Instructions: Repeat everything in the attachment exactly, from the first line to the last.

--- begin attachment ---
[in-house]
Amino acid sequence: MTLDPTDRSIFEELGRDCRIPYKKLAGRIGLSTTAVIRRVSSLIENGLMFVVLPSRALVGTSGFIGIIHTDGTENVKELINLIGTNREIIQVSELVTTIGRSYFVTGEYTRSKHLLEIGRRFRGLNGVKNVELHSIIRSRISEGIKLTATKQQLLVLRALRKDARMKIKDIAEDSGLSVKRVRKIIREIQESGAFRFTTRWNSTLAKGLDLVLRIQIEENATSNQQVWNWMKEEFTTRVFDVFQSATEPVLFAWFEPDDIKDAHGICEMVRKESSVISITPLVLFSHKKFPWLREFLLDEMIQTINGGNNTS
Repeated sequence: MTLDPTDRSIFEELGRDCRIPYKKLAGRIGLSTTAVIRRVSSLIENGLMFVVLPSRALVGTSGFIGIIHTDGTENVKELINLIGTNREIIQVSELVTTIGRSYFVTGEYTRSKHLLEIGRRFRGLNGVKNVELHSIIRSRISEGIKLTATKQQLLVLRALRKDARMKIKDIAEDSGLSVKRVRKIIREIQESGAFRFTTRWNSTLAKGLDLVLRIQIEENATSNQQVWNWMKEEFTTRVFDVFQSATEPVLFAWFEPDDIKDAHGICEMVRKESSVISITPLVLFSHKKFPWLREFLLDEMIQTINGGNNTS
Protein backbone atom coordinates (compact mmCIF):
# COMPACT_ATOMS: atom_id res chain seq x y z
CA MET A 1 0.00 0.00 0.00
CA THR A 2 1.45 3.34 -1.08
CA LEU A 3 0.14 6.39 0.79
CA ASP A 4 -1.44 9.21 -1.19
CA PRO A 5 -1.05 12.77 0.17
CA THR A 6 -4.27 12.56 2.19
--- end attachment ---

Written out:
[in-house]
Amino acid sequence: MTLDPTDRSIFEELGRDCRIPYKKLAGRIGLSTTAVIRRVSSLIENGLMFVVLPSRALVGTSGFIGIIHTDGTENVKELINLIGTNREIIQVSELVTTIGRSYFVTGEYTRSKHLLEIGRRFRGLNGVKNVELHSIIRSRISEGIKLTATKQQLLVLRALRKDARMKIKDIAEDSGLSVKRVRKIIREIQESGAFRFTTRWNSTLAKGLDLVLRIQIEENATSNQQVWNWMKEEFTTRVFDVFQSATEPVLFAWFEPDDIKDAHGICEMVRKESSVISITPLVLFSHKKFPWLREFLLDEMIQTINGGNNTS
Repeated sequence: MTLDPTDRSIFEELGRDCRIPYKKLAGRIGLSTTAVIRRVSSLIENGLMFVVLPSRALVGTSGFIGIIHTDGTENVKELINLIGTNREIIQVSELVTTIGRSYFVTGEYTRSKHLLEIGRRFRGLNGVKNVELHSIIRSRISEGIKLTATKQQLLVLRALRKDARMKIKDIAEDSGLSVKRVRKIIREIQESGAFRFTTRWNSTLAKGLDLVLRIQIEENATSNQQVWNWMKEEFTTRVFDVFQSATEPVLFAWFEPDDIKDAHGICEMVRKESSVISITPLVLFSHKKFPWLREFLLDEMIQTINGGNNTS
Protein backbone atom coordinates (compact mmCIF):
# COMPACT_ATOMS: atom_id res chain seq x y z
CA MET A 1 0.00 0.00 0.00
CA THR A 2 1.45 3.34 -1.08
CA LEU A 3 0.14 6.39 0.79
CA ASP A 4 -1.44 9.21 -1.19
CA PRO A 5 -1.05 12.77 0.17
CA THR A 6 -4.27 12.56 2.19